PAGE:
It's been a while since I last updated this blog. Last time I wrote, I was starting to apply for jobs outside academia. I was primarily focusing on data scientist positions, due to my experience with statistical analysis, but I was also interested in the possiblity of a more generalist software engineering role. The latter would require an expanded skill set and knowledge of software development, since as a researcher, I usually only wrote code for a single user: myself.
Enter 8th Light, a software consulting company that has pioneered the apprenticeship model for training software engineers. I'd heard about 8th Light while attending tech Meetups in Chicago and their reputation for excellent coding practices and mentorship. So one day, I submitted an application, figuring it couldn't hurt.
To my surprise, I was invited to do a code submission, involving refactoring and extending the code for a tic-tac-toe game. I can't emphasize enough how much I was able to learn from this experience alone; I think it was the first time I really got to experience a code review with detailed feedback on my code. Then I visited 8th Light's Chicago office for an interview, and to make a long story short, I signed a contract to start as a resident apprentice in July, with Eric Smith as my mentor.
Today was my first day, and I spent the first part of it dealing with administrivia, like handing in paperwork, setting up my laptop, getting my company email and Slack accounts, etc. I got to briefly meet some of the other apprentices during a weekly talk; the topic this time was on leadership, particularly on different leadership styles, when to use them, and how to improve one's leadership skills. (I think that alone illustrates a lot about 8th Light's company culture: the emphasis on self-cultivation, the attention paid to organizational and interpersonal dynamics, and the conscientious approach to the work being done.) Then I met up with Eric, who wrote the email introducing me to the company and filled me in on how the apprenticeship would proceed on a day-to-day basis.
I spent the afternoon working through Test Driven Development by Example. The book demonstrates the process of test driven development by walking you through step by step two example cases. The first builds a multicurrency calculator, and the second creates a framework for automated testing. I'd read through the book before and tried to follow the first example by translating the Java code into Python. But now that I had spent some time absorbing the basics of Java (as preparation for the apprenticeship), Eric suggested that I go through the book with code written in Java. That became my first topic of study.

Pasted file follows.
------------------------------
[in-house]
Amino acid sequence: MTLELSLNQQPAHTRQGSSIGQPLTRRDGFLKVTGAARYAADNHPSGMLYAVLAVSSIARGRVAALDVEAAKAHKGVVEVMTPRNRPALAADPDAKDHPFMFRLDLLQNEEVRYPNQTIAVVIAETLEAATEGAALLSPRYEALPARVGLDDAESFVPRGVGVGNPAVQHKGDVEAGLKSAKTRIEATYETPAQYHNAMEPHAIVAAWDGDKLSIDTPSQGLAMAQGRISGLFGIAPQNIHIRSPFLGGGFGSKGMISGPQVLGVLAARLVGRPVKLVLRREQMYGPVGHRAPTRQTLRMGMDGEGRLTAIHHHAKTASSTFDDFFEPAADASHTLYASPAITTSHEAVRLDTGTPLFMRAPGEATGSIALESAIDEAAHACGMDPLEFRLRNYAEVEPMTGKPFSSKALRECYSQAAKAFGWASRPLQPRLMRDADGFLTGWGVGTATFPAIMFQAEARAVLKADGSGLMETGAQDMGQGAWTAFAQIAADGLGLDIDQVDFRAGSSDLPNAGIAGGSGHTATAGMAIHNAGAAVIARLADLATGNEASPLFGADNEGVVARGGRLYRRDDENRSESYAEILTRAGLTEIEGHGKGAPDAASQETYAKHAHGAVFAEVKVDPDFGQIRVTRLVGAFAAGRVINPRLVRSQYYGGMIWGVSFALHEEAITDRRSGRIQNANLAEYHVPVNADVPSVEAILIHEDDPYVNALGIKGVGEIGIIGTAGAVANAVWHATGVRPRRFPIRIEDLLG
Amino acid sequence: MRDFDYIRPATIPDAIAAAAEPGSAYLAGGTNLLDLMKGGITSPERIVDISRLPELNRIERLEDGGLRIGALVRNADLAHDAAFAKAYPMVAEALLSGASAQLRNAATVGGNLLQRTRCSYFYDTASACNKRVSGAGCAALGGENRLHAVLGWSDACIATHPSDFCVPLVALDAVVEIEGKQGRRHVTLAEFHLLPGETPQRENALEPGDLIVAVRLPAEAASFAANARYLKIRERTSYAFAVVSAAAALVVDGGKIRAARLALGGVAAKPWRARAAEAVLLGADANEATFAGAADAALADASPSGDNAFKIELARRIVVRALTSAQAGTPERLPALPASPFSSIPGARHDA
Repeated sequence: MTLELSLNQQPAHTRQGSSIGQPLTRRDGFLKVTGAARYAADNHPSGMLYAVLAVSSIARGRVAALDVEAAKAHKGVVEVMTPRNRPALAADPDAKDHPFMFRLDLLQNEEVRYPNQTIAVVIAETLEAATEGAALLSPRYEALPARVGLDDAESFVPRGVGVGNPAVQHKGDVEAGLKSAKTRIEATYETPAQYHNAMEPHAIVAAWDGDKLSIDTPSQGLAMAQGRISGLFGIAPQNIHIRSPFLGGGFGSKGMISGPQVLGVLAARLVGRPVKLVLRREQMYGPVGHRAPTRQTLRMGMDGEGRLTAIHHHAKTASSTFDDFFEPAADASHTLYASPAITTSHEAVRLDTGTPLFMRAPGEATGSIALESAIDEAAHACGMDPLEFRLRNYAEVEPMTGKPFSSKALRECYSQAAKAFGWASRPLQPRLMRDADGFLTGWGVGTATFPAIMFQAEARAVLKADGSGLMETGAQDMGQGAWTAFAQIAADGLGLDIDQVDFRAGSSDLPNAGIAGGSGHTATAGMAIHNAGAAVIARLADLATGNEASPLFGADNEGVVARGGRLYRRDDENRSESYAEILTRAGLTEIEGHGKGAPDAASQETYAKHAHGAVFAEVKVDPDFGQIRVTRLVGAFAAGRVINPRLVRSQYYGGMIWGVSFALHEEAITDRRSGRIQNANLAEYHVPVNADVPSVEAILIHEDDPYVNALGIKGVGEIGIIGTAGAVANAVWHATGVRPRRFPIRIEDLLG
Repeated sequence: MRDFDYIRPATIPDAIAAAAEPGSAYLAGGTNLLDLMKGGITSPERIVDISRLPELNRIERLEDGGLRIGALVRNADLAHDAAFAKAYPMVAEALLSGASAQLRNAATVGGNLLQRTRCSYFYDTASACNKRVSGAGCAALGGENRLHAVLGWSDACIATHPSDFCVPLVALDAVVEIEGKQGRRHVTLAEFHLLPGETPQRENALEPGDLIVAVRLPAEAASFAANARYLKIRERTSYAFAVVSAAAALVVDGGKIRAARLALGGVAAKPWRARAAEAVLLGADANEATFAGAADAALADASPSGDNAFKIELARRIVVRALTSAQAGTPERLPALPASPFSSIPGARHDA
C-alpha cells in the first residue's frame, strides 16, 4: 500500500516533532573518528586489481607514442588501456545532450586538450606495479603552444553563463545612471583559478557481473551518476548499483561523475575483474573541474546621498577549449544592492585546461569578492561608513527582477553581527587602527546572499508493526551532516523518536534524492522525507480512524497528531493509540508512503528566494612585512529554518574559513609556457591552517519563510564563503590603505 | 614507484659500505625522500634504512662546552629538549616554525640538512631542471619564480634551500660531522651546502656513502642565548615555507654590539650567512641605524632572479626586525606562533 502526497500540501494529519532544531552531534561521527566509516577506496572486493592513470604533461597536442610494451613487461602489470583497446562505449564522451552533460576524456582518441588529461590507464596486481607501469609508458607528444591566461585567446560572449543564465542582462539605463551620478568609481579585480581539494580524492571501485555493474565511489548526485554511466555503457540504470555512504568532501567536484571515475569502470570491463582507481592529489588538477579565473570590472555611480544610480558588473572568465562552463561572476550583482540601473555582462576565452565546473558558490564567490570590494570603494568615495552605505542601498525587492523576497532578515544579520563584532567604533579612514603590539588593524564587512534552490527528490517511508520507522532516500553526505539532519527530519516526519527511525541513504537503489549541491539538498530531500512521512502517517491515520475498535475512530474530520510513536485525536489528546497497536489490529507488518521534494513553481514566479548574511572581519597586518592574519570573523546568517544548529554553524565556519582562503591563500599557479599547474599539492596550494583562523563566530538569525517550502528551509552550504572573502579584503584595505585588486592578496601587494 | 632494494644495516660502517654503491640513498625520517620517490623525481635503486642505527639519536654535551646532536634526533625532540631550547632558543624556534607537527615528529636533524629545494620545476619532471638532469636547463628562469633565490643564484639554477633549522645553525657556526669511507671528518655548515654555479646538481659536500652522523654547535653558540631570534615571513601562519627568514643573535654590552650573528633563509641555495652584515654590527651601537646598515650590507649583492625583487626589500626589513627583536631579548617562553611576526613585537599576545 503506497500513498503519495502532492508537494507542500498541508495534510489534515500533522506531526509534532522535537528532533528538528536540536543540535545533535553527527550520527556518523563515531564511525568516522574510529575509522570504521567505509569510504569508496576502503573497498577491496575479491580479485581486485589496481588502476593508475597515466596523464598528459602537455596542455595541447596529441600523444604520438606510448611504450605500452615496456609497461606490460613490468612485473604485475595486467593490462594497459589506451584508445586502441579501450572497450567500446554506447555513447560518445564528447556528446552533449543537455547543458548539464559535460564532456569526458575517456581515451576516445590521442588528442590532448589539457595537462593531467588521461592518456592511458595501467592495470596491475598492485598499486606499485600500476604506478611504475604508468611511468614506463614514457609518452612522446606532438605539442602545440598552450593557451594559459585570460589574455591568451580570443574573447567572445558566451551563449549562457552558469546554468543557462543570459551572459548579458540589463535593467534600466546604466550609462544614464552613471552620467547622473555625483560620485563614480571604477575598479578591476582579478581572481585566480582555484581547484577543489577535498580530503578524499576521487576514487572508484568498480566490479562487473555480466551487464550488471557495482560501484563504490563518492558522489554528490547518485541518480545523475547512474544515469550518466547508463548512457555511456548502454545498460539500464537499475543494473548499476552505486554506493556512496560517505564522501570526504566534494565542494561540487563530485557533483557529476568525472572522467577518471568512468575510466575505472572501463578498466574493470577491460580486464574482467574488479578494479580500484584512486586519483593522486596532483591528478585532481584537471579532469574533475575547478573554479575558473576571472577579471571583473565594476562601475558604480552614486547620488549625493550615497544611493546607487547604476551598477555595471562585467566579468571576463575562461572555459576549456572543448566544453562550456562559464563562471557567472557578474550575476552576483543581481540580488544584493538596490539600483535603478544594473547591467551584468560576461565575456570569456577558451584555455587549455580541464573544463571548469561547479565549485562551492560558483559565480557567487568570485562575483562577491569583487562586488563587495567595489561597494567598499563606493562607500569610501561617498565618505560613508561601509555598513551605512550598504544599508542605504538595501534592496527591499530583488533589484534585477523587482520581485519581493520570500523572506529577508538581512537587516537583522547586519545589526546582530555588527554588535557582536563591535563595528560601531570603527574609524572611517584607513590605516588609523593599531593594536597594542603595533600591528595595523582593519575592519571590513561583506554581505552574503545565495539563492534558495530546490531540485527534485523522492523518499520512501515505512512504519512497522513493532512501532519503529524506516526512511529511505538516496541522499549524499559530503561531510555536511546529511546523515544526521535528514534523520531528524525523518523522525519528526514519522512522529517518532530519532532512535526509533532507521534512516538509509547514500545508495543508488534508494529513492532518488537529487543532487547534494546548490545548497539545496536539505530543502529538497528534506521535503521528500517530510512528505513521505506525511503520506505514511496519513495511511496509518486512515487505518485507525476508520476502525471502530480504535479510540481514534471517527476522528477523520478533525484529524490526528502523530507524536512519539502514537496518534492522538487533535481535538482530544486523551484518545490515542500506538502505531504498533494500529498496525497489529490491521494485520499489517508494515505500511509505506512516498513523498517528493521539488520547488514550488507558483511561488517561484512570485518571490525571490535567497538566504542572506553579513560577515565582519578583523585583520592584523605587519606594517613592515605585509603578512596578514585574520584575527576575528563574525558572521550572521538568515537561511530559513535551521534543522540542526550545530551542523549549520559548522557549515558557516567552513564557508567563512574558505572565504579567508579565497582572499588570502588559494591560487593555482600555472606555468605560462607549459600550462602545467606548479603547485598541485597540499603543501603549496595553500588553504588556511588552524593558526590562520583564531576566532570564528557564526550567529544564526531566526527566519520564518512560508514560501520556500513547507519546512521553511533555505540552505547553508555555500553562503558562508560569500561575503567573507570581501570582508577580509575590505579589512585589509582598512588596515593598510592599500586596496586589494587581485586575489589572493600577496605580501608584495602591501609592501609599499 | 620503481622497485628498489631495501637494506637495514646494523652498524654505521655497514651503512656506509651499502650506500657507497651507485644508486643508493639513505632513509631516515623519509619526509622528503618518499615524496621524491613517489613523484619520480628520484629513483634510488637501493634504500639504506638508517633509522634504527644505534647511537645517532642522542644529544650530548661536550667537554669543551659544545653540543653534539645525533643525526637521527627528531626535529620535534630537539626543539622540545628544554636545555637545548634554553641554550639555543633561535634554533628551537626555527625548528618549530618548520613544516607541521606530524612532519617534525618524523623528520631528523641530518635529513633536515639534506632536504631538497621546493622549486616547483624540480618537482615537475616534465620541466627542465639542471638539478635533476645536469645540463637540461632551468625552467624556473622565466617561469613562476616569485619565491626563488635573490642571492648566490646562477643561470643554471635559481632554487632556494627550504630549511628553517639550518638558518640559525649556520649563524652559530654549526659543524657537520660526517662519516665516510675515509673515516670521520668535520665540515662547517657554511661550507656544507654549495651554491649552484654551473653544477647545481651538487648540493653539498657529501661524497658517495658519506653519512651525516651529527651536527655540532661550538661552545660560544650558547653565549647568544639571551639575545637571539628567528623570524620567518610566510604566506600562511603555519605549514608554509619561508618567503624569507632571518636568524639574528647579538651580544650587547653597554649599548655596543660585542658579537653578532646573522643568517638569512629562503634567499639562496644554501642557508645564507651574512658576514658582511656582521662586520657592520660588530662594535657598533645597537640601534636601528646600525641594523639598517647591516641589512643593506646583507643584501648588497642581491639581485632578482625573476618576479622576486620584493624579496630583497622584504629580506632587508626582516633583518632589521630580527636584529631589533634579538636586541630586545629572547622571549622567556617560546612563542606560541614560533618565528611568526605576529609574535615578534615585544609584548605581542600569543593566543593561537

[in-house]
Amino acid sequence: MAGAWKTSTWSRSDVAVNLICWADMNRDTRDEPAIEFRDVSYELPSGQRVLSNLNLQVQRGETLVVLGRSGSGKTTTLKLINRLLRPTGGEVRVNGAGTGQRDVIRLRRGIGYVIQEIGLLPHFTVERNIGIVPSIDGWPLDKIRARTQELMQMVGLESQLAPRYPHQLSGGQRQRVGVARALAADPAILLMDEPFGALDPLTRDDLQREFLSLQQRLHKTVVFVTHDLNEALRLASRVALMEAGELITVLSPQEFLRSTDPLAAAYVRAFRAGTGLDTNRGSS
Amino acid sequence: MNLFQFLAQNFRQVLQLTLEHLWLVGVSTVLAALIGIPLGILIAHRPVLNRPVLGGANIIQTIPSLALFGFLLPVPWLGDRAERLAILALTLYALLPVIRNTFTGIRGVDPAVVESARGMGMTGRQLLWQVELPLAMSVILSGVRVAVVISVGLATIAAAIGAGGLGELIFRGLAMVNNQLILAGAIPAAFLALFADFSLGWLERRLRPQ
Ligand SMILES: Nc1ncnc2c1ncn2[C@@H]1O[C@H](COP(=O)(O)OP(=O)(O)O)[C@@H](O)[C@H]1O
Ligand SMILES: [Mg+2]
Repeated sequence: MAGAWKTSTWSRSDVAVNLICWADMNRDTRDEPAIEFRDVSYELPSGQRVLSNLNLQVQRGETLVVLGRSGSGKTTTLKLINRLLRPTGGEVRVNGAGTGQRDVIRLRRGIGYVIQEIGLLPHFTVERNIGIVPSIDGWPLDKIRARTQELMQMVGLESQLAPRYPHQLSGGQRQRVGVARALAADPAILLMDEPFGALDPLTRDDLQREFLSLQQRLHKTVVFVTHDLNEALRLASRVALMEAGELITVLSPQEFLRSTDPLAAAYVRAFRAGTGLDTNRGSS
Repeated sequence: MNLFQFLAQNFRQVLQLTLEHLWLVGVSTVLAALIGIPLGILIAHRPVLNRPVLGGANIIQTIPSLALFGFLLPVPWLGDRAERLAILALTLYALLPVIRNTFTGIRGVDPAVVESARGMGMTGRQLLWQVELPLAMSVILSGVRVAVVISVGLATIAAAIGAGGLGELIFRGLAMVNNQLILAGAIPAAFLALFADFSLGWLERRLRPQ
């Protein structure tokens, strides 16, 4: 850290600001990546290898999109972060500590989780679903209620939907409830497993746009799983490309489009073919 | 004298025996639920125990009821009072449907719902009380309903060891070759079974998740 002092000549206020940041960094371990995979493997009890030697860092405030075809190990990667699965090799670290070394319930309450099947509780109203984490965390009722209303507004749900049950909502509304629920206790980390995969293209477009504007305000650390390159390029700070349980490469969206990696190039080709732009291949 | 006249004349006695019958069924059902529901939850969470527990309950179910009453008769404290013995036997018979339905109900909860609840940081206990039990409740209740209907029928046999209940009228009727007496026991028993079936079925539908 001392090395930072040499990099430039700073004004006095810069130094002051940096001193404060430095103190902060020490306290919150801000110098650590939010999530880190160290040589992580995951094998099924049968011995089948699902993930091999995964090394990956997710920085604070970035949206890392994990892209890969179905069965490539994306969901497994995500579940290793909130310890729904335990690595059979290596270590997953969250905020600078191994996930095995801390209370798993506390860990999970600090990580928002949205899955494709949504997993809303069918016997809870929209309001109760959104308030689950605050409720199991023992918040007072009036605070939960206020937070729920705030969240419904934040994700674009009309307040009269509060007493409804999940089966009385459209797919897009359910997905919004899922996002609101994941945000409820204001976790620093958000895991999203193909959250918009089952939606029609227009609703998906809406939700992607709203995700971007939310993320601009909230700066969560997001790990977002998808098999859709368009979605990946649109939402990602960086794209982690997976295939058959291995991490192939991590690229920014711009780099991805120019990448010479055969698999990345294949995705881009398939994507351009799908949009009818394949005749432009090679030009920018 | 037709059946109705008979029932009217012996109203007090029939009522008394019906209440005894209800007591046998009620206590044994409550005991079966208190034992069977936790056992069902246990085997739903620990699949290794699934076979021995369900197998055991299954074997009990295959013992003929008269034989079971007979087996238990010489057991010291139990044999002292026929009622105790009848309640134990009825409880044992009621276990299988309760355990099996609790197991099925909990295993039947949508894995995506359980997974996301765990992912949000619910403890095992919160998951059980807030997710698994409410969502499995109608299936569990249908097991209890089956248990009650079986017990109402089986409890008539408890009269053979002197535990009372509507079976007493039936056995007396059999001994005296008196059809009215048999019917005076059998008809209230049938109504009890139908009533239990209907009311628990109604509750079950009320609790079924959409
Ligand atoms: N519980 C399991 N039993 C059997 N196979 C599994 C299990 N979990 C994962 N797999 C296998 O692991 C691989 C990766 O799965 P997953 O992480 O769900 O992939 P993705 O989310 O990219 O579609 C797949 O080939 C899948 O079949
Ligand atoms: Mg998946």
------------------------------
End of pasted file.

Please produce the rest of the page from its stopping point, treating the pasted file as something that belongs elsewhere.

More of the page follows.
First I spent some time setting up JUnit, the Java package for unit testing, and figuring out how to use it. Then I opened the book to chapter 1 and began putting together the multicurrency calculator. It definitely helps to be reading this book again with more knowledge of Java; the logic behind the steps taken is much clearer now that I have a better understanding of how Java classes are structured and how they work. I worked to the end of chapter 12, which begins implementing an addition method.
What troubles me is that while I think I mostly comprehend the sequence of thoughts behind each step, I don't yet have a grasp of the more general principles that should guide decisions during the development process. E.g. there are some instances when one has to "go backwards" (revert to previous code) in order to have a test pass. While I understood why that was necessary at that particular stage of developing the multicurrency calculator, I don't know how I would recognize another situation that would call for the same tactic. Kent Beck, the author, says the intuition will develop with practice, so hopefully it will become more apparent with time.
Two points I have taken away from this afternoon's work:
- Don't be afraid to write ugly code. Write something that will make the test pass first, then refactor it to be good code.
- There's not a set "size" to the steps taken; you can modulate according to the situation. But if you're running into problems, the immediate response should be to make the steps smaller. A possible rule of thumb may be that the steps should be small enough to make you feel slightly impatient.